ACCORDING TO A KQED story PG&E’s decision to underground the replacement and rebuilt power lines after the power lines in the Paradise area were destroyed by the fire PG&E is responsible for, will be done in conjunction with trenching that has to be done anyway for replacement of gas lines that were also destroyed in the fire PG&E was responsible for. And since PG&E will be reimbursed by ratepayers for the rebuild itself this “pledge” has a hollow ring to it. (Mark Scaramella)

ON LINE COMMENTS OF THE WEEK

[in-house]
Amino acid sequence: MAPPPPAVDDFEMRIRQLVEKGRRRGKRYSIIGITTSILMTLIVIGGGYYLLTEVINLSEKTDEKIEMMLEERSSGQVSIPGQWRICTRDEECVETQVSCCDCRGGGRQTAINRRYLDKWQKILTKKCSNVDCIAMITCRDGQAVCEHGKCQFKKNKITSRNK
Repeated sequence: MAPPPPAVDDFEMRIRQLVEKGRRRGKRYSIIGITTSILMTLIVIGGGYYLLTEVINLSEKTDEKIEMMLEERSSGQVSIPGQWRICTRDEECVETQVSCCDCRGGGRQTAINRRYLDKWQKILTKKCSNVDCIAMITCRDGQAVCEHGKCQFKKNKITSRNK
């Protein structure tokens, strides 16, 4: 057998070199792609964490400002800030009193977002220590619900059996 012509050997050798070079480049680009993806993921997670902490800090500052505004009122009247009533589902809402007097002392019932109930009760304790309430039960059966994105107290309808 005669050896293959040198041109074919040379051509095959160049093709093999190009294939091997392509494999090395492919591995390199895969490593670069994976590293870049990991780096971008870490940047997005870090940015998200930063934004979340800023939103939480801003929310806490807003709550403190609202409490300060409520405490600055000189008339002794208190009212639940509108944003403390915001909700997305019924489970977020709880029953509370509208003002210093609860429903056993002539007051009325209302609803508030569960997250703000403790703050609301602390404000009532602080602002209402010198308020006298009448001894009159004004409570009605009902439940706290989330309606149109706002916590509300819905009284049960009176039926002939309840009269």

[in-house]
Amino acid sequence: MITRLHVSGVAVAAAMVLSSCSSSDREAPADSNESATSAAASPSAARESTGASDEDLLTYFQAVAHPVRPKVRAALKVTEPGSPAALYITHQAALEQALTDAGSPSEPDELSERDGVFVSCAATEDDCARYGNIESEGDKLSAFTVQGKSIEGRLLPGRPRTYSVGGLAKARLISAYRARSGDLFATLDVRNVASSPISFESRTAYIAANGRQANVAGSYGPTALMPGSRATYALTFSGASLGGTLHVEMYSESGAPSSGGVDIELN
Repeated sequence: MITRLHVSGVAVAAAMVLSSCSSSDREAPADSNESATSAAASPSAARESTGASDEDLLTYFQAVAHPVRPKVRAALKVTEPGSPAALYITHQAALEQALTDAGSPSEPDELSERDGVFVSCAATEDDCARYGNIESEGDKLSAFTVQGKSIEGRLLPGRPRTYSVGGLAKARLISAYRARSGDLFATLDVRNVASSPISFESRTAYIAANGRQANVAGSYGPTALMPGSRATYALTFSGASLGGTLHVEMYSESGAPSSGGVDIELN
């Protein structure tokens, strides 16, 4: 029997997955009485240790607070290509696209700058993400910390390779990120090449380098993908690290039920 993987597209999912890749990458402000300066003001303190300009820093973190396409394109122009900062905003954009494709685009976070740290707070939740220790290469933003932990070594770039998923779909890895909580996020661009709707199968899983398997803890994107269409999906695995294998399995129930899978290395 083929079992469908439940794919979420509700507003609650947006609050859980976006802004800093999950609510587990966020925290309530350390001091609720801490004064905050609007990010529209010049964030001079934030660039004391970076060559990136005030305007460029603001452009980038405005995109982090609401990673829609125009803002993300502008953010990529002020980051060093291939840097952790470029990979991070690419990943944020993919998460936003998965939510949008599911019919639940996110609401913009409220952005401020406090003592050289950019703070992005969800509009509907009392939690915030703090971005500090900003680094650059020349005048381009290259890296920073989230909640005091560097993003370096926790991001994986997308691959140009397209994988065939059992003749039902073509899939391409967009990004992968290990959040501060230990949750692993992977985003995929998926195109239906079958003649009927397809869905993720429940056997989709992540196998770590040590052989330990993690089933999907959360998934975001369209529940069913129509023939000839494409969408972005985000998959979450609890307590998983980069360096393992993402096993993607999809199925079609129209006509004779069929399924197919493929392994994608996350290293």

[1] Biden is the same old shit warmed over. Voting for Joe is just perpetuating the same old DC song and dance. Joe is embedded in the flesh of Wash just like all the rest of the ticks. Having said that, there’s no reason to think that Trump is any less corrupt than the rest of the Washington crowd. If anything, he’s more power hungry, and money hungry than all of them. I’m really stymied this time around. No idea who to support. The oligarchs who control things, will not allow anyone to take power who does not conform to their expectations, and make no mistake, they run the show, unless Trump is successful at making himself President For Life, in which case they will have to line up behind him for their turn at the trough. The Democrats are no longer the party of the blue collar working class, because there is no blue collar working class anymore. The good paying manufacturing jobs are gone. Like I’ve said before, that was the only way poor people could lift themselves out of poverty, and now those days are gone. After WWII, the country made so much money that there was no way the corporations could hog it all, even though they tried, the middle class managed to get enough to enable themselves to become the middle class. That boat has sailed, however, and much of the country hasn’t woken up to the ugly truth, which is that we are gonna get poorer as a class until we wind up in about the same shape as we were in the thirties. Not good news, but there’s little point in trying to sugarcoat it. What you see in Wash DC is the way it’s gonna be from now on. Money flocks to power, and the sooner people can figure out how screwed they are, the better chance there is that they can do something about it.